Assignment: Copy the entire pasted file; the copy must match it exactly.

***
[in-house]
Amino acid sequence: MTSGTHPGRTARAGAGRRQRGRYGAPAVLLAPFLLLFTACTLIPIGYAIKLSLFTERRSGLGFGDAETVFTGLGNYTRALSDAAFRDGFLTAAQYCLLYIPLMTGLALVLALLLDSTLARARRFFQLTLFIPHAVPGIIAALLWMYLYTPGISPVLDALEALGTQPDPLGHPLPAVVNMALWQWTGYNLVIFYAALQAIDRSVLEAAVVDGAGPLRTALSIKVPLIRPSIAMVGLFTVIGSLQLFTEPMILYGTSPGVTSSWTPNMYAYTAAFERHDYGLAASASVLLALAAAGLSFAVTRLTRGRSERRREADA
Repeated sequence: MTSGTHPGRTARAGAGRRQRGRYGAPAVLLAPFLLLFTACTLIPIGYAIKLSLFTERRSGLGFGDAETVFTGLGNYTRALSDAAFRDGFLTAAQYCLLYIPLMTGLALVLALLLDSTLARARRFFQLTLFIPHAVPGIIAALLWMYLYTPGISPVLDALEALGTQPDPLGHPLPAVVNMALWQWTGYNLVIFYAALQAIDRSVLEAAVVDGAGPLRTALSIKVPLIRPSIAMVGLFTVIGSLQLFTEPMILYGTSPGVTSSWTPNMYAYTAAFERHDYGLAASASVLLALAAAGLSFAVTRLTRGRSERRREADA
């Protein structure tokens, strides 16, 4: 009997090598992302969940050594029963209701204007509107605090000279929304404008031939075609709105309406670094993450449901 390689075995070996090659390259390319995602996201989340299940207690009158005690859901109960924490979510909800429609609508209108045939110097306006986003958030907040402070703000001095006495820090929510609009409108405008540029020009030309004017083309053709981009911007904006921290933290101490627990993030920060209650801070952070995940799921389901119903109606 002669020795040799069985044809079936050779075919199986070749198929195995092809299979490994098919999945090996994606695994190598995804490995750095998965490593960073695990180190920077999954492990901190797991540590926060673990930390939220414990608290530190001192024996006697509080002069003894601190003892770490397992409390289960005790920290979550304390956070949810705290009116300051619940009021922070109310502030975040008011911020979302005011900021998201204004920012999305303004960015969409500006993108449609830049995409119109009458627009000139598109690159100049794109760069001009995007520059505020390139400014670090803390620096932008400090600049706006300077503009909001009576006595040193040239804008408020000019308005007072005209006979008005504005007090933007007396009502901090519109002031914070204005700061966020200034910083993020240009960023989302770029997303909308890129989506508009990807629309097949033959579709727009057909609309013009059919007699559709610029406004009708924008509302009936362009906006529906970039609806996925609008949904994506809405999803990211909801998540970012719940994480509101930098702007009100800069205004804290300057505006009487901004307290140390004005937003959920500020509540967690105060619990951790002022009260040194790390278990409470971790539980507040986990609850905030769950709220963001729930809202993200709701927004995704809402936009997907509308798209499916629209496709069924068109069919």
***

[in-house]
Amino acid sequence: MTSGTHPGRTARAGAGRRQRGRYGAPAVLLAPFLLLFTACTLIPIGYAIKLSLFTERRSGLGFGDAETVFTGLGNYTRALSDAAFRDGFLTAAQYCLLYIPLMTGLALVLALLLDSTLARARRFFQLTLFIPHAVPGIIAALLWMYLYTPGISPVLDALEALGTQPDPLGHPLPAVVNMALWQWTGYNLVIFYAALQAIDRSVLEAAVVDGAGPLRTALSIKVPLIRPSIAMVGLFTVIGSLQLFTEPMILYGTSPGVTSSWTPNMYAYTAAFERHDYGLAASASVLLALAAAGLSFAVTRLTRGRSERRREADA
Repeated sequence: MTSGTHPGRTARAGAGRRQRGRYGAPAVLLAPFLLLFTACTLIPIGYAIKLSLFTERRSGLGFGDAETVFTGLGNYTRALSDAAFRDGFLTAAQYCLLYIPLMTGLALVLALLLDSTLARARRFFQLTLFIPHAVPGIIAALLWMYLYTPGISPVLDALEALGTQPDPLGHPLPAVVNMALWQWTGYNLVIFYAALQAIDRSVLEAAVVDGAGPLRTALSIKVPLIRPSIAMVGLFTVIGSLQLFTEPMILYGTSPGVTSSWTPNMYAYTAAFERHDYGLAASASVLLALAAAGLSFAVTRLTRGRSERRREADA
């Protein structure tokens, strides 16, 4: 009997090598992302969940050594029963209701204007509107605090000279929304404008031939075609709105309406670094993450449901 390689075995070996090659390259390319995602996201989340299940207690009158005690859901109960924490979510909800429609609508209108045939110097306006986003958030907040402070703000001095006495820090929510609009409108405008540029020009030309004017083309053709981009911007904006921290933290101490627990993030920060209650801070952070995940799921389901119903109606 002669020795040799069985044809079936050779075919199986070749198929195995092809299979490994098919999945090996994606695994190598995804490995750095998965490593960073695990180190920077999954492990901190797991540590926060673990930390939220414990608290530190001192024996006697509080002069003894601190003892770490397992409390289960005790920290979550304390956070949810705290009116300051619940009021922070109310502030975040008011911020979302005011900021998201204004920012999305303004960015969409500006993108449609830049995409119109009458627009000139598109690159100049794109760069001009995007520059505020390139400014670090803390620096932008400090600049706006300077503009909001009576006595040193040239804008408020000019308005007072005209006979008005504005007090933007007396009502901090519109002031914070204005700061966020200034910083993020240009960023989302770029997303909308890129989506508009990807629309097949033959579709727009057909609309013009059919007699559709610029406004009708924008509302009936362009906006529906970039609806996925609008949904994506809405999803990211909801998540970012719940994480509101930098702007009100800069205004804290300057505006009487901004307290140390004005937003959920500020509540967690105060619990951790002022009260040194790390278990409470971790539980507040986990609850905030769950709220963001729930809202993200709701927004995704809402936009997907509308798209499916629209496709069924068109069919």